A Humongous Curse
The original Constitution of India had two important clauses: 16(4) and 335. The Article 16(4) of the Indian Constitution (1949) states: “Nothing in this Article shall prevent the State from making any provision for the Reservation of appointments or posts in favour of any Backward Class of citizens which, in the opinion of the State, is not adequately represented in the services under the State.” On the other hand, the Article 335 mentions that “the claims of the members of the Scheduled Castes (SC) and the Scheduled Tribes (ST) shall be taken into consideration, consistently with the maintenance of efficiency of Administration, in the making of appointments to services and posts in connection with the affairs of the Union or of a State (Province)“. In 1992-93, the Supreme Court (SC) of India gave two orders while delivering verdict in the Indra Sawhney and Others versus Union of India Case. As per the first order, Article 16(4) shall be applicable only in case of socially backward persons, and secondly, more than 50% of positions should not be reserved. In a way, this case laid down a ceiling limit (the 50% rule) within which reservations can be granted.
In a landmark ruling delivered on November 7, 2022, the Apex Court upheld by a 3-2 majority the Constitution (103rd Amendment) Act, 2019, introducing 10% reservation for the Economically Weaker Sections (EWS) among the unreserved categories in admissions and Government jobs. The majority view, as explained by one of the five judges of the Constitution Bench, described reservation as “an instrument not only for inclusion of socially and educationally backward classes to the mainstream of society, but also for the inclusion of any class or section so disadvantaged”. While Justices Dinesh Maheshwari, Bela M Trivedi and J B Pardiwala agreed that the amendment does not violate the Basic Structure of the Constitution, retired Chief Justice of India (CJI) U U Lalit and Justice S Ravindra Bhat dissented, stressing that the EWS quota is “contradictory to the essence of equal opportunity” and “strikes at the heart of the equality code”.
This judgement is undoubtedly historic, as the SC ordered 10% reservation for economically backward classes in the so-called General Category. For a long period of time, there were reservations for Scheduled Castes, Scheduled Tribes and Other Backward Classes (OBC) in the South Asian nation. In a rare first, the Indian Judiciary has talked about reservation for the people belonging to the General Category. Most importantly, the SC has mentioned a further 10% reservation on the 50% cap on ceiling. In other words, the recent judgement of Apex Court challenged the verdict of the Indra Sawhney Case in these three aspects. Hence, this judgement is a historic one.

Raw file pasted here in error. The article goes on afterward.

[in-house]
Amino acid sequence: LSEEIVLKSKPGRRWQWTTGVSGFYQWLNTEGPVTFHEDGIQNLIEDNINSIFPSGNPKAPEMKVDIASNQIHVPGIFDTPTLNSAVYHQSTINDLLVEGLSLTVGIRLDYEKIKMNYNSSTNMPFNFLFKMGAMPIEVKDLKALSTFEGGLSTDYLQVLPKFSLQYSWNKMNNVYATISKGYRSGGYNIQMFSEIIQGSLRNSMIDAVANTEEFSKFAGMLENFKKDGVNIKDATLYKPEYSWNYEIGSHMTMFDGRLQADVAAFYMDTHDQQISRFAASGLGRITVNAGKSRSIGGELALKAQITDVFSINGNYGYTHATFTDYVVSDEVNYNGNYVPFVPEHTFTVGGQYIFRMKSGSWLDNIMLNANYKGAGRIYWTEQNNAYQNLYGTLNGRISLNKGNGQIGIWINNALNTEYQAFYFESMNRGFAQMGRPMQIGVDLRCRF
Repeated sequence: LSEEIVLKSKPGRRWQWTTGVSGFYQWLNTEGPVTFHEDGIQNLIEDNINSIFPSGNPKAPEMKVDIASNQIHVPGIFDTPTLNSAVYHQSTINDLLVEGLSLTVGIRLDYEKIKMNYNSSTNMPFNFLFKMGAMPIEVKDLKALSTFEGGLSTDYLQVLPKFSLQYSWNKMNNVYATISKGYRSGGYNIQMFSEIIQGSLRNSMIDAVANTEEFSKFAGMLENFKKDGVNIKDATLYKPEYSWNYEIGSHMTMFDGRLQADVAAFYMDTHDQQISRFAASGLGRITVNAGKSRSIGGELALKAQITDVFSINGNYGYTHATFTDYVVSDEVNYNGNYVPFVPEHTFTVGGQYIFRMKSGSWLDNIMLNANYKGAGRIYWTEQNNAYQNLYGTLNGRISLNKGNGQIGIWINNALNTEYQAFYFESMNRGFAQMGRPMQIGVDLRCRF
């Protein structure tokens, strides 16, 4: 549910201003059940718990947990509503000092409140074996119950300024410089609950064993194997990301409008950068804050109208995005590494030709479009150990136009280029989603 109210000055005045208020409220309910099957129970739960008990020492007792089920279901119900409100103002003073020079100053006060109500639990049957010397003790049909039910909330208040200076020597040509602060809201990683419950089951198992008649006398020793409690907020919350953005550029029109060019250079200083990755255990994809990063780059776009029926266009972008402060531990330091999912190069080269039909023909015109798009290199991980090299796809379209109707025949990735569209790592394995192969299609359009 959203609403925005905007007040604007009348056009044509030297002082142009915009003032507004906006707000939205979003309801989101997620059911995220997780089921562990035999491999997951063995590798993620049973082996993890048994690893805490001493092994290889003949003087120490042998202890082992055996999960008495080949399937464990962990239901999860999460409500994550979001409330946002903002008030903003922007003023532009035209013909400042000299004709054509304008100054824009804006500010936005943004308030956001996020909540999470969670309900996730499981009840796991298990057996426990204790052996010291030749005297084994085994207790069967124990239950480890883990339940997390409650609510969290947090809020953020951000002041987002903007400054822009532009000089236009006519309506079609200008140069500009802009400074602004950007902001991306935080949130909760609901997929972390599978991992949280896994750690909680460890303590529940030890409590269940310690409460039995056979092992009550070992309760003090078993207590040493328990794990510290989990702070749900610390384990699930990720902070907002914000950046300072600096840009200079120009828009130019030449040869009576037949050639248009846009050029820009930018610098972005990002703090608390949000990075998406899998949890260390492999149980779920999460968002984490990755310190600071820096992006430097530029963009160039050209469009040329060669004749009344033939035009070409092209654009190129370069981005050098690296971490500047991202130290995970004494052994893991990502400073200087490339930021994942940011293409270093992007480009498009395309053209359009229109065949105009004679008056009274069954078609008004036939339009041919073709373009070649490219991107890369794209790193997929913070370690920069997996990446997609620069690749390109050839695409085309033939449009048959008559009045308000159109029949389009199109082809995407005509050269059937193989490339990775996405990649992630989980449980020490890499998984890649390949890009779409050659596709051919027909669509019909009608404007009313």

Those, who prepared the Constitution of India way back in 1947-50, incorporated the provisions of Reservations in an attempt to establish Social Justice. However, there is considerable room for doubt as to whether Social Justice has been established at all, 72 years after the promulgation of the Constitution (on January 26, 1950). Arbitrary reservation in Government jobs has continued, ignoring the conditions of promotion or superiority mentioned in Article 335. In today’s era of severe unemployment, qualified candidates belonging to the so-called Upper Caste (read Rare Forward Class) find it difficult to get Government jobs in India. On the other hand, there has been no improvement in the status of Scheduled Castes and Scheduled Tribes. Only children of the privileged SC and ST families (majority of whom are senior Government employees) are enjoying the benefits of reservation. The condition of the economically weaker sections of Scheduled Castes and Scheduled Tribes remains the same. In the Indra Sawhney Case, these people (the Creamy Layer) were denied the benefits of reservation. As no one has determined the creamy layer till date, the Government of India has allowed these people to enjoy the benefits.
The fact is even if children from the backward class get Government jobs, their respective families hardly enjoy the benefits, because they get separated from their family members. They no longer join their family profession. This scenario is very common in case of farming. Many Indian families are engaged in farming. Because of old age, a number of farmers become unable to do their job. As their children are Government employees, they rarely exhibit interest in agriculture. Hence, the agricultural production, too, is disrupted due to this.
Unfortunately, no Government or political outfit cares about it. Instead, the Government of India has repeatedly amended Article 16(4) of the Constitution in order to make the reservation of backward classes much easier and convenient. No political party has ever been seen opposing this move in the Parliament. Almost all the political outfits consider the Scheduled Castes, Scheduled Tribes and Other Backward Classes as their vote banks. Hence, they back the provision of reservation for the sake of getting votes. The Indian political parties do not bother about Social Justice. As a result, Indian society is facing an extreme crisis today.
Majority of Indians do not expect political parties to resolve this crisis. Their only hope is that the Supreme Court can resolve the issue, and safeguard Democracy. The Apex Court has already gone a step ahead by raising the issue of Economic Backwardness in its recent judgement. What the Judiciary needs to do is to abolish caste-based reservation system, and to make reservation only on the basis of economic backwardness (irrespective of caste).
In that case, the issue of Social Justice could be addressed in a proper manner. Judiciary is the only hope for the people of India in this venture.
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